That's the long explanation for why the Thatcher legacy is still harming the Tories’ electoral chances. This is the short one: 42%. That’s the proportion of voters a 2011 survey found would never vote Tory. Won’t even think about it. As Tim Montgomerie said at the time, that leaves the party in the unenviable position of needing to win three-quarters of every available voter to get a majority.

It’s this that explains the loss of once blue seats to the yellows. The fact that places like Cheltenham or Somerton don't have Tory MPs is at first glance faintly bizarre. But one of the more noticeable electoral trends of the past 20 years has been the rise of the anyone-but-the-Tories bloc: once this group has seen that it can keep the Tories out by voting LibDem, even in places like Cheltenham, it’s likely to keep doing so. Whether this tactical voting will survive the coalition remains to be seen, but the Eastleigh by-election result suggests that it could. Does anyone really think that that the divisive nature of the Thatcher government had nothing to do with this?

The Conservative party’s only chance of winning the sort of majorities it used to get is to persuade some of that 42% to give it another chance. Doing that, though, would mean addressing their concerns; that, in turn, means admitting to the downside of the Thatcher legacy.

But David Cameron hasn’t done that: his government remains wedded to the vast majority of the Thatcherite platform. And, as we've learnt from the last month, his predecessor’s legacy is sacrosanct. Cameron could never issue a mea culpa about deindustrialisation, or mass unemployment, or the treatment of the Scots: that would mean dishonouring the memory of his party’s heroine, criticising a period that much of its membership still regards as the golden age. Vast swathes of the party, indeed, want to rerun the eighties all over again, finding another union to crush or another industry to privatise. For all I know that'll stop a few waverers from defecting to UKIP in safe seats in Sussex, but I don't imagine it'll play all that well in Birmingham Northfield.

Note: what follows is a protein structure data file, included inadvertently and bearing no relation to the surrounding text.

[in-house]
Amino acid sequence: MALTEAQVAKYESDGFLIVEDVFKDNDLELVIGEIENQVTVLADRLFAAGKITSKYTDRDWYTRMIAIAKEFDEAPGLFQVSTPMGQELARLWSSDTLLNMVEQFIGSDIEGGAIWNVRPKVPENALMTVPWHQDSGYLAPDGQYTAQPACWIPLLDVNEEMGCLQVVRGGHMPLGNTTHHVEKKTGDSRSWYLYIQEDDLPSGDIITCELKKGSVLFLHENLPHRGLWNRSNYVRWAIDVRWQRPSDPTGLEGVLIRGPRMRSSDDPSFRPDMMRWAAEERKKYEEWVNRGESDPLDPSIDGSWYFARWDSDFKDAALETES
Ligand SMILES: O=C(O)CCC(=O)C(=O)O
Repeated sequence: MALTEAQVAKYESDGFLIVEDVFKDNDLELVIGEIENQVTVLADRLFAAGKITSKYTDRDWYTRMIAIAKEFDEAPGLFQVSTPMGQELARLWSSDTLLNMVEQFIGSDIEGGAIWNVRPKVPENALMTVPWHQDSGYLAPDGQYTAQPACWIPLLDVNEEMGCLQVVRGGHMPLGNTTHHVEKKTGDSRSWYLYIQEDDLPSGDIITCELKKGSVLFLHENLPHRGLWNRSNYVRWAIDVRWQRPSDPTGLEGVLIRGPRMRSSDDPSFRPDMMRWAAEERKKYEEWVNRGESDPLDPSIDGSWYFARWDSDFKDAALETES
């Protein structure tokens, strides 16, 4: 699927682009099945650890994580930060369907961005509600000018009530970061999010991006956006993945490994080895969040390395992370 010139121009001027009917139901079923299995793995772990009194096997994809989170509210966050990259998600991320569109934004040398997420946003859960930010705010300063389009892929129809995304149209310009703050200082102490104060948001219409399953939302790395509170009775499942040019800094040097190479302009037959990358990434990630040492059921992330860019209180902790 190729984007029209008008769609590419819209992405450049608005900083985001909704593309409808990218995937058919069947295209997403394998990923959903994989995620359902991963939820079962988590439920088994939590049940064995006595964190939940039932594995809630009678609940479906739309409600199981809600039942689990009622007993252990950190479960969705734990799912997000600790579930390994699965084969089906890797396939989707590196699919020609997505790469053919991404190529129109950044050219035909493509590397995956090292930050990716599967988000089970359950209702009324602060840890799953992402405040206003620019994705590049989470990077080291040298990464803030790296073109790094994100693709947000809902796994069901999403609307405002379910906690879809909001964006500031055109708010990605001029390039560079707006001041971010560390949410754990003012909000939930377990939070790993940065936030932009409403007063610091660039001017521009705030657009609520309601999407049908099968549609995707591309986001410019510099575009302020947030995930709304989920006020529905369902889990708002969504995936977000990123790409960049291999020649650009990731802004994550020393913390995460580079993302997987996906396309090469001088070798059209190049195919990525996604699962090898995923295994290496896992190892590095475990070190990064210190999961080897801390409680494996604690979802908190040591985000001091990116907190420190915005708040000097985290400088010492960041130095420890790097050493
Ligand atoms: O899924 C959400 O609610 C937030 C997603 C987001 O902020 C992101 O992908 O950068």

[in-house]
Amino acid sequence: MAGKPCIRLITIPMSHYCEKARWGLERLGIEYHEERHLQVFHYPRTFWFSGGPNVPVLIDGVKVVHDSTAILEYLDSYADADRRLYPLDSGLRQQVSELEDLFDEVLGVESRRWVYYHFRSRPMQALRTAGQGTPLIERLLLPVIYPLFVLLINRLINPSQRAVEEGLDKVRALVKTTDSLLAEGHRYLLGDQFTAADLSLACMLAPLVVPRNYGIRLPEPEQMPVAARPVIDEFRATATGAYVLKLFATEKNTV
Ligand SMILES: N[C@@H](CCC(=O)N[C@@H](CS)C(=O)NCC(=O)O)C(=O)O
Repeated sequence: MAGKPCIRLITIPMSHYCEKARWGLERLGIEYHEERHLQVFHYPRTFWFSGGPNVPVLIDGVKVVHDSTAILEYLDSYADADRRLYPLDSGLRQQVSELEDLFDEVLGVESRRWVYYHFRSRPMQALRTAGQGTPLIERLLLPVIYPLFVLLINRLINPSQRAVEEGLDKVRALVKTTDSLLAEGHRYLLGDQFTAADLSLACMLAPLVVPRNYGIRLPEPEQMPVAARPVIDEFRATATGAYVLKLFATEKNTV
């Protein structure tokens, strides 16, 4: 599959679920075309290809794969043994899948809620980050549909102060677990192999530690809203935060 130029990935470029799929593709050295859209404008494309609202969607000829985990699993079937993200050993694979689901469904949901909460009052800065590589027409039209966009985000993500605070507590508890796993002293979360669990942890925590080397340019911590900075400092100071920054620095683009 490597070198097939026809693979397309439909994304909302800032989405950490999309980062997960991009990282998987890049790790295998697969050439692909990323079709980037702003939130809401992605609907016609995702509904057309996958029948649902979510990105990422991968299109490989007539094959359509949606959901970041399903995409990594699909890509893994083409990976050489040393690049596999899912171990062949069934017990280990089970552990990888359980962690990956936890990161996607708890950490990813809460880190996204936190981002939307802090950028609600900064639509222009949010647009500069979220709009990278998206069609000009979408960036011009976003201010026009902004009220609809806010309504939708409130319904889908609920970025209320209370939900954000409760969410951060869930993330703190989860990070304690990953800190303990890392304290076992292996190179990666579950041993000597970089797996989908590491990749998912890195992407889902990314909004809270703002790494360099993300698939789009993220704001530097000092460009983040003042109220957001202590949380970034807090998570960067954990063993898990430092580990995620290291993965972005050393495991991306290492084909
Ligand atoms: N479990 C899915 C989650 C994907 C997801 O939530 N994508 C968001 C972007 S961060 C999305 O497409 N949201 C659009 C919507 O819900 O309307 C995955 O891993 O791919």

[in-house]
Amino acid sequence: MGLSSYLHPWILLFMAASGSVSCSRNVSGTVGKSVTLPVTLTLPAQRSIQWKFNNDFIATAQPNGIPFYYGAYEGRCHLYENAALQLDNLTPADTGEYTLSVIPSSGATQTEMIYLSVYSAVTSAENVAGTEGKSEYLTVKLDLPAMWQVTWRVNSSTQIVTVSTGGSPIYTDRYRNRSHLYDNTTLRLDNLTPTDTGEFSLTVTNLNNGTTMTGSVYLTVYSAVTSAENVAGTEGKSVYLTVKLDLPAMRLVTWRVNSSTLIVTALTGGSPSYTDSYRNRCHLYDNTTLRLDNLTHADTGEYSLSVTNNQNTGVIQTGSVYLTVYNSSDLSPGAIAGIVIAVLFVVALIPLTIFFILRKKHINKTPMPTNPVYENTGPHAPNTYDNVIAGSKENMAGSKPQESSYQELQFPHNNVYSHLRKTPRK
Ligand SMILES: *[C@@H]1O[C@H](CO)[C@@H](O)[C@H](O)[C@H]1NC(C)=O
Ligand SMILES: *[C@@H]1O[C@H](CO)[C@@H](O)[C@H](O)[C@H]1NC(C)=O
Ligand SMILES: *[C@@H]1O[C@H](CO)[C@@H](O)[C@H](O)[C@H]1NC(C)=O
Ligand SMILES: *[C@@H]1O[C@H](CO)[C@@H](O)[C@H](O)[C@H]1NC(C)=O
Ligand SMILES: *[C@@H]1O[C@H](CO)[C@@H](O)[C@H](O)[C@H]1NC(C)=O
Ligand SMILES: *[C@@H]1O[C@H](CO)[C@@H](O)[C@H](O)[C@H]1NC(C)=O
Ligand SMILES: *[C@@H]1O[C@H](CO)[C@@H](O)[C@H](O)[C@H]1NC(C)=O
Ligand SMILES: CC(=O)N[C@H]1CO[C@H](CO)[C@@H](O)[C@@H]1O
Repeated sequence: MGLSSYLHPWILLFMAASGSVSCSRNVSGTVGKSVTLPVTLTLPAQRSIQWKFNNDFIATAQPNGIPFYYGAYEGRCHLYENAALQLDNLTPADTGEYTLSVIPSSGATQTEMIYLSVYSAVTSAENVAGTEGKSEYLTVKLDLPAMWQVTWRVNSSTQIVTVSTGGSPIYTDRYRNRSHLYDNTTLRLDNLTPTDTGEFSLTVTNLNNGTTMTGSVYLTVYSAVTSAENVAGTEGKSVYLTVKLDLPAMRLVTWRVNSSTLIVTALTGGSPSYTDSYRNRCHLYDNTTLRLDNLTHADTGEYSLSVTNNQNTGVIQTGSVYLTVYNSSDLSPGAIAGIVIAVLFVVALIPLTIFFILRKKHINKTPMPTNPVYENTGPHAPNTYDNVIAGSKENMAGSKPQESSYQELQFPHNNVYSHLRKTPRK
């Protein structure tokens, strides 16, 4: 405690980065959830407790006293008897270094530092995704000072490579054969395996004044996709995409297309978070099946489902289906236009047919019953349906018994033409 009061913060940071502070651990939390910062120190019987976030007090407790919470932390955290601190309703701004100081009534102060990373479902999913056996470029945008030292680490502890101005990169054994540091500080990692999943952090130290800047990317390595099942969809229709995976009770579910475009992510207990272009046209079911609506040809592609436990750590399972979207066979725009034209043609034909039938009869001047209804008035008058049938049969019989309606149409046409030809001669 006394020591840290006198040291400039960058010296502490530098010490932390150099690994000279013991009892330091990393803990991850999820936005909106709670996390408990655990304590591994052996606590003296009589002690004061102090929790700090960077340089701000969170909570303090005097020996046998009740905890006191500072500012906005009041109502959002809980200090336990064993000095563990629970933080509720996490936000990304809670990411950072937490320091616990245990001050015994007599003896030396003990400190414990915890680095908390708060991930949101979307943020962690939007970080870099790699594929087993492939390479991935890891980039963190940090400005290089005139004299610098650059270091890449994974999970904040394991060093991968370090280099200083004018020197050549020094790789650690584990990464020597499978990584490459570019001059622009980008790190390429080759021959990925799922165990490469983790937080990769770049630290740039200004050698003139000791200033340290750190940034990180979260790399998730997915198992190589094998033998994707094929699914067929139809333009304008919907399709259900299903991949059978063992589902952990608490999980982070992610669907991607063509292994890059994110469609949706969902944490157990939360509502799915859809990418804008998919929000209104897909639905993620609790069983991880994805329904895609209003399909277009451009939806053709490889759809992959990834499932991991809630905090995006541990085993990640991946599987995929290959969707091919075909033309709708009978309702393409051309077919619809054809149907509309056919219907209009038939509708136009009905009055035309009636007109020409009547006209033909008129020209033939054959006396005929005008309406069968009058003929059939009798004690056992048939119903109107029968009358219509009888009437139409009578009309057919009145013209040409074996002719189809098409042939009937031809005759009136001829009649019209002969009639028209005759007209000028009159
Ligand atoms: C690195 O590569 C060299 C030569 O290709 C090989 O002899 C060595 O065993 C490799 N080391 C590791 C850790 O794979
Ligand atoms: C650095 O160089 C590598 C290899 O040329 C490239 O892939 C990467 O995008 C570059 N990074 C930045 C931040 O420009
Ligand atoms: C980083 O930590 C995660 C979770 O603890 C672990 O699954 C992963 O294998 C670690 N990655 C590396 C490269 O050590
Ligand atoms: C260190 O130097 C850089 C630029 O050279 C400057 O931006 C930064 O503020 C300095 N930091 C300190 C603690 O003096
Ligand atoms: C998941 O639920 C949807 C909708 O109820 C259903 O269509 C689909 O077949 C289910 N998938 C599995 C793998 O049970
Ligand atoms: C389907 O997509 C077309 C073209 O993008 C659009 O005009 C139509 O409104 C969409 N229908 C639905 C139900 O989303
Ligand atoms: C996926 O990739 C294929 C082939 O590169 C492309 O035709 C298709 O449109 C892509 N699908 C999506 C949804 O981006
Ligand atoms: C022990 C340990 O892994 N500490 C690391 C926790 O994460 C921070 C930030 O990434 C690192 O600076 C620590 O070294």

To any Tories reading: this isn't about renouncing the Iron Lady and all her works. You aren’t going to do that, and no New Statesman> writer is ever going to persuade you otherwise. It's about persuading you to deal with the world as it is, not as you'd like it to be. It’s not enough to be outraged that there are still people who hate Margaret Thatcher. It’s not enough to think you’re right. There are voters out there who might once have voted Tory, and yet will not now. If you want to return to majority government, you need to ask yourselves why.">

In the eighties, at the height of the Thatcherite ascendancy, the joke was that the Labour left had a motto: "No compromise with the electorate". Thirty years on, the Tories risk making that same mistake: refusal to compromise won elections for them once and so, they assume, it will do so again. It won’t. That is Margaret Thatcher's legacy, too.

Tributes to Margaret Thatcher are left outside her residence in Chester Square, London. Photograph: Getty Images

Jonn Elledge edits the New Statesman's sister site CityMetric, and writes for the NS about subjects including politics, history and Brexit. You can find him on Twitter or Facebook.

Photo: Getty
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Despite his “strong female leads”, Joss Whedon's feminism was never about real women

Many men in TV and film praised for their powerful women are still writing with the male gaze.

Kai Cole, the ex-wife of Joss Whedon, has written an essay alleging that the director isn’t quite the feminist he appears to be. Colour me unsurprised. There’s only so much good-guy posturing a feminist can take before she starts to become a little suspicious.

It’s not that I’ve any particular beef with Buffy the Vampire Slayer, nor that I think men shouldn’t speak out against sexism wherever possible. But I’ve long harboured a mistrust of male directors – Whedon, Woody Allen, Pedro Almodóvar – who gain a reputation of being “good at doing women”. Who are they, these magic woman-whisperers, who see through woman’s childlike, primitive exterior and coax out the inner complexity? How do they manage to present women, these blank, mysterious objects, as actual human beings?